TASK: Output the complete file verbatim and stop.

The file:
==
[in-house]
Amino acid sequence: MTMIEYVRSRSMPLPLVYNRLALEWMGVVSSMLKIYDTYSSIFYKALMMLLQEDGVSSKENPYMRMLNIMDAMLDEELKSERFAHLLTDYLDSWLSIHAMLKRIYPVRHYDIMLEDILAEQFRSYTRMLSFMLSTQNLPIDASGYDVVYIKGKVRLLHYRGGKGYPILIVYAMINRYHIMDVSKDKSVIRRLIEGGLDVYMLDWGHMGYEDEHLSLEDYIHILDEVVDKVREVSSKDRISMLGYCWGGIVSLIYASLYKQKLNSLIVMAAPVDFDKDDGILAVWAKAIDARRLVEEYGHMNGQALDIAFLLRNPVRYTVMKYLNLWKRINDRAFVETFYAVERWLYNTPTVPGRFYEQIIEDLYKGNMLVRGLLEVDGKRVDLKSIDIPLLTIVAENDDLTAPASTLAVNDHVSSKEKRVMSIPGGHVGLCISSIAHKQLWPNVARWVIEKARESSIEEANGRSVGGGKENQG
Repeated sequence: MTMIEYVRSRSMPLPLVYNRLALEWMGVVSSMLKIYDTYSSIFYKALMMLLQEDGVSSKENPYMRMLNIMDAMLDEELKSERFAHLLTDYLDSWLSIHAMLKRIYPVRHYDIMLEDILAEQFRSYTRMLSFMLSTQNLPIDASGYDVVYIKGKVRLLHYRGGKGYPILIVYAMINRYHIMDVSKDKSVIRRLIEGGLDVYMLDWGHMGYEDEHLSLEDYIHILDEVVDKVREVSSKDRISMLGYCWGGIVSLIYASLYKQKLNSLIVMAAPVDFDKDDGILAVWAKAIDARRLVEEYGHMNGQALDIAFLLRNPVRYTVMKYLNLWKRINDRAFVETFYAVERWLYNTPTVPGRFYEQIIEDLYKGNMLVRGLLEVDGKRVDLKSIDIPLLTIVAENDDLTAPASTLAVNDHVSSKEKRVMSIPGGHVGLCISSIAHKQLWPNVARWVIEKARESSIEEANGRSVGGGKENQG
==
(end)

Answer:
[in-house]
Amino acid sequence: MTMIEYVRSRSMPLPLVYNRLALEWMGVVSSMLKIYDTYSSIFYKALMMLLQEDGVSSKENPYMRMLNIMDAMLDEELKSERFAHLLTDYLDSWLSIHAMLKRIYPVRHYDIMLEDILAEQFRSYTRMLSFMLSTQNLPIDASGYDVVYIKGKVRLLHYRGGKGYPILIVYAMINRYHIMDVSKDKSVIRRLIEGGLDVYMLDWGHMGYEDEHLSLEDYIHILDEVVDKVREVSSKDRISMLGYCWGGIVSLIYASLYKQKLNSLIVMAAPVDFDKDDGILAVWAKAIDARRLVEEYGHMNGQALDIAFLLRNPVRYTVMKYLNLWKRINDRAFVETFYAVERWLYNTPTVPGRFYEQIIEDLYKGNMLVRGLLEVDGKRVDLKSIDIPLLTIVAENDDLTAPASTLAVNDHVSSKEKRVMSIPGGHVGLCISSIAHKQLWPNVARWVIEKARESSIEEANGRSVGGGKENQG
Repeated sequence: MTMIEYVRSRSMPLPLVYNRLALEWMGVVSSMLKIYDTYSSIFYKALMMLLQEDGVSSKENPYMRMLNIMDAMLDEELKSERFAHLLTDYLDSWLSIHAMLKRIYPVRHYDIMLEDILAEQFRSYTRMLSFMLSTQNLPIDASGYDVVYIKGKVRLLHYRGGKGYPILIVYAMINRYHIMDVSKDKSVIRRLIEGGLDVYMLDWGHMGYEDEHLSLEDYIHILDEVVDKVREVSSKDRISMLGYCWGGIVSLIYASLYKQKLNSLIVMAAPVDFDKDDGILAVWAKAIDARRLVEEYGHMNGQALDIAFLLRNPVRYTVMKYLNLWKRINDRAFVETFYAVERWLYNTPTVPGRFYEQIIEDLYKGNMLVRGLLEVDGKRVDLKSIDIPLLTIVAENDDLTAPASTLAVNDHVSSKEKRVMSIPGGHVGLCISSIAHKQLWPNVARWVIEKARESSIEEANGRSVGGGKENQG